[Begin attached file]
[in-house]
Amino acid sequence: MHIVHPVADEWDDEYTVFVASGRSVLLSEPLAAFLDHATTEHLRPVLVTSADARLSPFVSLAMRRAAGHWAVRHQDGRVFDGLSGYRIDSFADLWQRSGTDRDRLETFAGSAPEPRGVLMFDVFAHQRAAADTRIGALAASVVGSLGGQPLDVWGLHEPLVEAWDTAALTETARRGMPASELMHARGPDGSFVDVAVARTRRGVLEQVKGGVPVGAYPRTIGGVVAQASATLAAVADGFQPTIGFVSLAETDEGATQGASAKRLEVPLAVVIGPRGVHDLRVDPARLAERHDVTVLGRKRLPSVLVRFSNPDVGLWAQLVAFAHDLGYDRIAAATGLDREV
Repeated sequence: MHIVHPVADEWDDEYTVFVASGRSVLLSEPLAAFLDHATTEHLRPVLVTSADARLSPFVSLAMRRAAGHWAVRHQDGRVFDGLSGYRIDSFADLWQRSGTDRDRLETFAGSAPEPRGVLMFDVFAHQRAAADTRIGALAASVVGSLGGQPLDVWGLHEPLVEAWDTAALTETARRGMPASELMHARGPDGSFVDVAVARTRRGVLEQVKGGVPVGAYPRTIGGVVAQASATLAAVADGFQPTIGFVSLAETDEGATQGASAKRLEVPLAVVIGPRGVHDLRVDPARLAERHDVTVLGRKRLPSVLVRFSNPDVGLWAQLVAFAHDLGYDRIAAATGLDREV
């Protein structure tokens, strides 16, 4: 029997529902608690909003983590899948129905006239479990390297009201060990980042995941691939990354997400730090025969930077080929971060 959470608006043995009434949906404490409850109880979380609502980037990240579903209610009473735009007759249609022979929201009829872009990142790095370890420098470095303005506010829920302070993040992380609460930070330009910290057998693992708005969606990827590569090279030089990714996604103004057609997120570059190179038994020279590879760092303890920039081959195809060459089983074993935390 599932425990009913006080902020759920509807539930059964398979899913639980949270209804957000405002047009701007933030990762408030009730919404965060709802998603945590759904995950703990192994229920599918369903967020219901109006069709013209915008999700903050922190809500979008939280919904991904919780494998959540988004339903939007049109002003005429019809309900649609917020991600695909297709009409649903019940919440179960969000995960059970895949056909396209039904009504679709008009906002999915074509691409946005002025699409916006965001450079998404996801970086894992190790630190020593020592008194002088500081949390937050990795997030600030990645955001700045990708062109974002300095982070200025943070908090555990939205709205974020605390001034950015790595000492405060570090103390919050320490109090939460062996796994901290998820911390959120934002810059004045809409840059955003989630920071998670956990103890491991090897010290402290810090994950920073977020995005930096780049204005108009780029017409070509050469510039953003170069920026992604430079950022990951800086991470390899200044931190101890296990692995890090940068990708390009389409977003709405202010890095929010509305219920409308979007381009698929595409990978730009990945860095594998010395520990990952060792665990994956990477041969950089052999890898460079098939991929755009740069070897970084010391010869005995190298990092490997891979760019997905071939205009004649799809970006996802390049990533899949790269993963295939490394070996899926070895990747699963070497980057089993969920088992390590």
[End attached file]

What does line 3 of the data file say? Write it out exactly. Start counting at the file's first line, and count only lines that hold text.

Repeated sequence: MHIVHPVADEWDDEYTVFVASGRSVLLSEPLAAFLDHATTEHLRPVLVTSADARLSPFVSLAMRRAAGHWAVRHQDGRVFDGLSGYRIDSFADLWQRSGTDRDRLETFAGSAPEPRGVLMFDVFAHQRAAADTRIGALAASVVGSLGGQPLDVWGLHEPLVEAWDTAALTETARRGMPASELMHARGPDGSFVDVAVARTRRGVLEQVKGGVPVGAYPRTIGGVVAQASATLAAVADGFQPTIGFVSLAETDEGATQGASAKRLEVPLAVVIGPRGVHDLRVDPARLAERHDVTVLGRKRLPSVLVRFSNPDVGLWAQLVAFAHDLGYDRIAAATGLDREV